In Logic, the KK software was buggy. It refused to load itself onto channel one, but would do so on subsequent channels. From time to time, the keyboard would simply freeze, and none of the navigation controls were available. It didn't do this with the stand alone software, but for most users, the plug-in is what is going to be more important.
Another big problem is that the keyboard only controls certain parameters of the selected instrument. For example, when I selected one of NI's pianos, there were only a handful of pre-mapped settings available. More troublesome is the fact that NI didn't even bother allowing control of patches within the given instrument. If you choose the Berlin Grand, for example, you cannot control the various patches within the instrument. In order to change the mic setup or the reverb, you have to back to the computer. Not very intuitive.
The other big problem with the pre-mapping is that the keyboard doesn't show you where you are when you change from one page or pre-maps to another. Take a complex instrument like Absynth. Sure, there are 17 pages of pre-mapped parameters available, which seems like a great deal. But when you switch between pages on the keyboard, the software doesn't take you to the respective page within the software. So, you might be trying to change an oscillator setting, but can't see it on the screen, because you are not on the right screen within the instrument. It certainly would have been nice if by changing the parameters on the keyboard, the software would take you to the page within the instrument so you could see what you were doing.
The arpeggiator is one of those hyped advertising gimmicks that in reality is 50% useless. The arp function, one of the main reasons I purchased the board, does have a sophisticated arpeggiator, though hardly more so than any mainstream DAW. The big problem is that when you begin recording the arpeggiator into a DAW, in my case, LPX, the board does not send the arp information to the DAW. So, you might perform a wonderful, varied arp pattern, but it will only record the base notes, without any arp data. When you play back the arp, the keyboard only arpeggiates based on the last settings, so all the various nuances and changes that you can perform with the knobs are useless in a recording setting. How does this help creativity if you can't record what you created?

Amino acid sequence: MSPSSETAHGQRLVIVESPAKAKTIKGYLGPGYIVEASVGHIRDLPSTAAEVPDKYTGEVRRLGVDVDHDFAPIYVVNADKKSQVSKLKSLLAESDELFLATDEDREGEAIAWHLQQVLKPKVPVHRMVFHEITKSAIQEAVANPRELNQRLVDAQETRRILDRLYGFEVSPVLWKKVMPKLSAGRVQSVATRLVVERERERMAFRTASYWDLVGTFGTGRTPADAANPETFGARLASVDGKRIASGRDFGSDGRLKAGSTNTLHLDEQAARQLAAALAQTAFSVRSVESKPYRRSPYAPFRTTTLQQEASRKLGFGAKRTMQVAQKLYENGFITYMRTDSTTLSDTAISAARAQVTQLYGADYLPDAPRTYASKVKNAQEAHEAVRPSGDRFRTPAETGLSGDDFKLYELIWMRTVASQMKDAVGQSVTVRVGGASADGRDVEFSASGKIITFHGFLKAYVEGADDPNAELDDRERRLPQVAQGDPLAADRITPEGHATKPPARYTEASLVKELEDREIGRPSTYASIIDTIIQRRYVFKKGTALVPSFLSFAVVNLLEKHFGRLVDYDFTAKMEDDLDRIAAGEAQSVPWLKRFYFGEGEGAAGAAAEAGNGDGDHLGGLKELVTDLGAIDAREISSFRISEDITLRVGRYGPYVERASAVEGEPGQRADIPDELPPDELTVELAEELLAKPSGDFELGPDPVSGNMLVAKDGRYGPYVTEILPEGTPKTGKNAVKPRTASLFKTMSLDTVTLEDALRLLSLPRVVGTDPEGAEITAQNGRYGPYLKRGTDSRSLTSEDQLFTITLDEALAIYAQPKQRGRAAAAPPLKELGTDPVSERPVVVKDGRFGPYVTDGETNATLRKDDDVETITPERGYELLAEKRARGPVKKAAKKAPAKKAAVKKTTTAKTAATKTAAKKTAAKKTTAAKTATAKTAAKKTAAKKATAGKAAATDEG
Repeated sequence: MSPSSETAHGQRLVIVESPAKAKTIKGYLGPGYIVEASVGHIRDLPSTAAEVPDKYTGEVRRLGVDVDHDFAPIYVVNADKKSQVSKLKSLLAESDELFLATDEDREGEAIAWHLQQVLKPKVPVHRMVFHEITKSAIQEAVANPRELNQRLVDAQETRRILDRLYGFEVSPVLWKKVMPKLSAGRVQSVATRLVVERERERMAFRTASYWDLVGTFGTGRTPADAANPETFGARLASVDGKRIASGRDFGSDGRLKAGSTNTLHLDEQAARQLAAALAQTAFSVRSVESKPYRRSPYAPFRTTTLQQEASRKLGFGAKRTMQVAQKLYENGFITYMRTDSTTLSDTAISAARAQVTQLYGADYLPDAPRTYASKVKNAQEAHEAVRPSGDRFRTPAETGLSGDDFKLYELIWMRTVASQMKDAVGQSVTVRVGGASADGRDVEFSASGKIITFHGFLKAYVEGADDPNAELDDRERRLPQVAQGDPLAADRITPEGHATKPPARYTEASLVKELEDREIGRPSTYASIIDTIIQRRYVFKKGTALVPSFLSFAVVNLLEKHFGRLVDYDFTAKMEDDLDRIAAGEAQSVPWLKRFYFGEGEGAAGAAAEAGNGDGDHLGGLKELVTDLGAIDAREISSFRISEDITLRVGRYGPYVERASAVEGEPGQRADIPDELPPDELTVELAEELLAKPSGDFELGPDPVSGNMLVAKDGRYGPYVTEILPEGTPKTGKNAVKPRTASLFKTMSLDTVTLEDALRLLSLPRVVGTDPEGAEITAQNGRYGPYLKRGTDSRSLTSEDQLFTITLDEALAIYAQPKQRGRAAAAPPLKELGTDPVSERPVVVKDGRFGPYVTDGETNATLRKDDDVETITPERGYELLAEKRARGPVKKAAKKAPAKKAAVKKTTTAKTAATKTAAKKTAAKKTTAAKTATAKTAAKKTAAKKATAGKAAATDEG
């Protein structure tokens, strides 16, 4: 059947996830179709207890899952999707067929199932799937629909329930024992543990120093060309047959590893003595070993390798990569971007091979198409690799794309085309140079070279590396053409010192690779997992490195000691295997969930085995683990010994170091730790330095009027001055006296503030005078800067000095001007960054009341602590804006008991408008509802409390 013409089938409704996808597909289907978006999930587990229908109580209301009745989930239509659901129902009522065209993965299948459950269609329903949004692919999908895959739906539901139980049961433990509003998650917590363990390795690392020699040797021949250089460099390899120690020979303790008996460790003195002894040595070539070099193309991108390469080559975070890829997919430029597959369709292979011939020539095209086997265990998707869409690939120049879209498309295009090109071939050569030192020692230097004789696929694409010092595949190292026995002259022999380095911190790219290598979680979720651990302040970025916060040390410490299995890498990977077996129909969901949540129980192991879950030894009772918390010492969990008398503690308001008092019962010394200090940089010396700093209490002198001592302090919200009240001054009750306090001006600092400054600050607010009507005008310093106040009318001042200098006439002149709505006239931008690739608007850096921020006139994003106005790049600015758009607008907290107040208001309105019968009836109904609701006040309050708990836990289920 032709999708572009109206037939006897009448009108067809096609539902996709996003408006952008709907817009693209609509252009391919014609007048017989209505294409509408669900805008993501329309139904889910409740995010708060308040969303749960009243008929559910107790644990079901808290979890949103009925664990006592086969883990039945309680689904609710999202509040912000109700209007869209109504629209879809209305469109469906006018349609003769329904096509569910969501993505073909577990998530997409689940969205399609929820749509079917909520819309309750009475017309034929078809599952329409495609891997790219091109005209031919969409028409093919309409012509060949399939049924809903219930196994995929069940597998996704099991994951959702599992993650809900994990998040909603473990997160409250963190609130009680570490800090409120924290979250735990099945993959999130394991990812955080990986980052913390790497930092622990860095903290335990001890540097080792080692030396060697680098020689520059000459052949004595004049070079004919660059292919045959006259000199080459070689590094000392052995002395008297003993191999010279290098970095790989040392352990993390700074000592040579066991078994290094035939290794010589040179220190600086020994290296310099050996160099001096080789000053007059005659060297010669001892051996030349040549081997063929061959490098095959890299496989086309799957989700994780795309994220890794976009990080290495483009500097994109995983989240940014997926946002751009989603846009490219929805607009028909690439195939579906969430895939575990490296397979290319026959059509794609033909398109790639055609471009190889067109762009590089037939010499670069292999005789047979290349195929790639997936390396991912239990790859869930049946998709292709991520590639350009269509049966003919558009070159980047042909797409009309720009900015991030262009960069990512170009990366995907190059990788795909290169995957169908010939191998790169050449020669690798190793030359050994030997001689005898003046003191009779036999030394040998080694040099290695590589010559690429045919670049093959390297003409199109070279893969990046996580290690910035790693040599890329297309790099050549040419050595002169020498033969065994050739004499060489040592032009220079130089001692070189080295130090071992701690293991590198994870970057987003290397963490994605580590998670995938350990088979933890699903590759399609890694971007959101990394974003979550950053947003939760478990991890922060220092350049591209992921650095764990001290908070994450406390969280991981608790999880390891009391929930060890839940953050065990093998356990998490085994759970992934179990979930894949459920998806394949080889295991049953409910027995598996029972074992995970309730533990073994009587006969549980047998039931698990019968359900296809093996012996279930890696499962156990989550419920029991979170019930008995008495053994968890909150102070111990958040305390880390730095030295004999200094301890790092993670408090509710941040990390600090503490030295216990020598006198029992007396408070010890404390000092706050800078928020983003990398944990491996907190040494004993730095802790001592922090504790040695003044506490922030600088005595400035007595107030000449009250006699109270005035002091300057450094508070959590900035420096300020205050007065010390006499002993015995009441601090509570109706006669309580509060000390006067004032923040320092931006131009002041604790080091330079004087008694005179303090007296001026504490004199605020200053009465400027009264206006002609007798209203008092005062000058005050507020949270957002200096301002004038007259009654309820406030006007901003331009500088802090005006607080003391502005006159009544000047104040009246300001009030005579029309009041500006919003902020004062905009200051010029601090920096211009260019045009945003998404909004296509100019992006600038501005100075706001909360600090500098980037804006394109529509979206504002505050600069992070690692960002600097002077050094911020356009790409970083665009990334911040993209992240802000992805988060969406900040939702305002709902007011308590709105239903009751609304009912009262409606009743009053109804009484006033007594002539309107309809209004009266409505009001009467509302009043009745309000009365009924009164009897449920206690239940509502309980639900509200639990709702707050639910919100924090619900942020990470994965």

The lighted keys are a pain. In a performance setting where the user doesn't know how to play very well, they may be of some use, but I would imagine that most performing keyboardists know how to play in the first place. Also, you can't turn them off via a dedicated button on the keyboard, you have to go into the computer to do so.
If you own any NI instruments that you purchased separately, forget it. You can only use this keyboard with its pre-mapping on K9 or K10. The included controller editor app for the board is small and nearly useless. Yes, you can program the board to control third party instruments, but unless the third party instrument has a learn function, you have to manually input cc controls and commands for each and every function. Clearly, NI wants you to only use their own software. Too bad even implementation with their own software is as limited as it is.
All in all, the Komplete Kontrol S is a nice keyboard, but given its limited functionality, definitely overpriced. NI will likely add in some new features via software and firmware but as it stand now, I don't think it is worth the stiff premium NI wants. There is no software included, not even Komplete Kontrol. You have to own either v9 or v10 to get it. With the KK software, I can control Komplete sufficiently well from an inexpensive controller, and because the control on the keyboard is relatively limited, it is not really that much more tedious to use the mouse to tweak settings.